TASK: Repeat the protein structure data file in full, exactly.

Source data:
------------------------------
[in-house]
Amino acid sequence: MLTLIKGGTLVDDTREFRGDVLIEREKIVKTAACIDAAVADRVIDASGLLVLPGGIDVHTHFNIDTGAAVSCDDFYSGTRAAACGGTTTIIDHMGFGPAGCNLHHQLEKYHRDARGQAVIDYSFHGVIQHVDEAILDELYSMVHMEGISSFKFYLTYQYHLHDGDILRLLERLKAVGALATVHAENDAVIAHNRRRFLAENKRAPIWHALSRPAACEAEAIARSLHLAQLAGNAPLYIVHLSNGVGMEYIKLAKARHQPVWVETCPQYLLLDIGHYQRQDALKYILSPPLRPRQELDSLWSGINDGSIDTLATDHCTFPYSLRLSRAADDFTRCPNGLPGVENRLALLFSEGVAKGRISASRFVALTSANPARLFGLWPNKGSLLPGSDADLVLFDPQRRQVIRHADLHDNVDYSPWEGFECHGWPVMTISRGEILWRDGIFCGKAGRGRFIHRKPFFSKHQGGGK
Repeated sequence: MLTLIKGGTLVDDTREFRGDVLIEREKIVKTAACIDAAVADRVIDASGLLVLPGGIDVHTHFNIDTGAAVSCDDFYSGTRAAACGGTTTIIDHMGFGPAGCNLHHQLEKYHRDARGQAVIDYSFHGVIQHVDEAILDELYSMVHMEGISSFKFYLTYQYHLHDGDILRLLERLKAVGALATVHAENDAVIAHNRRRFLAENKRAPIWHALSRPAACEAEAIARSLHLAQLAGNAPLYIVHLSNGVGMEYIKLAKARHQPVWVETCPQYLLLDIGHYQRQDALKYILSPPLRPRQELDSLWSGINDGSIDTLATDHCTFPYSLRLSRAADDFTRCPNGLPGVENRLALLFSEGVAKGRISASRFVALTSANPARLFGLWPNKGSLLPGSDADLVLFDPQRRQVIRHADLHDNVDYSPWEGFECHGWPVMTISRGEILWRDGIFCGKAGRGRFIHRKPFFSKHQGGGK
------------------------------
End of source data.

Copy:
[in-house]
Amino acid sequence: MLTLIKGGTLVDDTREFRGDVLIEREKIVKTAACIDAAVADRVIDASGLLVLPGGIDVHTHFNIDTGAAVSCDDFYSGTRAAACGGTTTIIDHMGFGPAGCNLHHQLEKYHRDARGQAVIDYSFHGVIQHVDEAILDELYSMVHMEGISSFKFYLTYQYHLHDGDILRLLERLKAVGALATVHAENDAVIAHNRRRFLAENKRAPIWHALSRPAACEAEAIARSLHLAQLAGNAPLYIVHLSNGVGMEYIKLAKARHQPVWVETCPQYLLLDIGHYQRQDALKYILSPPLRPRQELDSLWSGINDGSIDTLATDHCTFPYSLRLSRAADDFTRCPNGLPGVENRLALLFSEGVAKGRISASRFVALTSANPARLFGLWPNKGSLLPGSDADLVLFDPQRRQVIRHADLHDNVDYSPWEGFECHGWPVMTISRGEILWRDGIFCGKAGRGRFIHRKPFFSKHQGGGK
Repeated sequence: MLTLIKGGTLVDDTREFRGDVLIEREKIVKTAACIDAAVADRVIDASGLLVLPGGIDVHTHFNIDTGAAVSCDDFYSGTRAAACGGTTTIIDHMGFGPAGCNLHHQLEKYHRDARGQAVIDYSFHGVIQHVDEAILDELYSMVHMEGISSFKFYLTYQYHLHDGDILRLLERLKAVGALATVHAENDAVIAHNRRRFLAENKRAPIWHALSRPAACEAEAIARSLHLAQLAGNAPLYIVHLSNGVGMEYIKLAKARHQPVWVETCPQYLLLDIGHYQRQDALKYILSPPLRPRQELDSLWSGINDGSIDTLATDHCTFPYSLRLSRAADDFTRCPNGLPGVENRLALLFSEGVAKGRISASRFVALTSANPARLFGLWPNKGSLLPGSDADLVLFDPQRRQVIRHADLHDNVDYSPWEGFECHGWPVMTISRGEILWRDGIFCGKAGRGRFIHRKPFFSKHQGGGK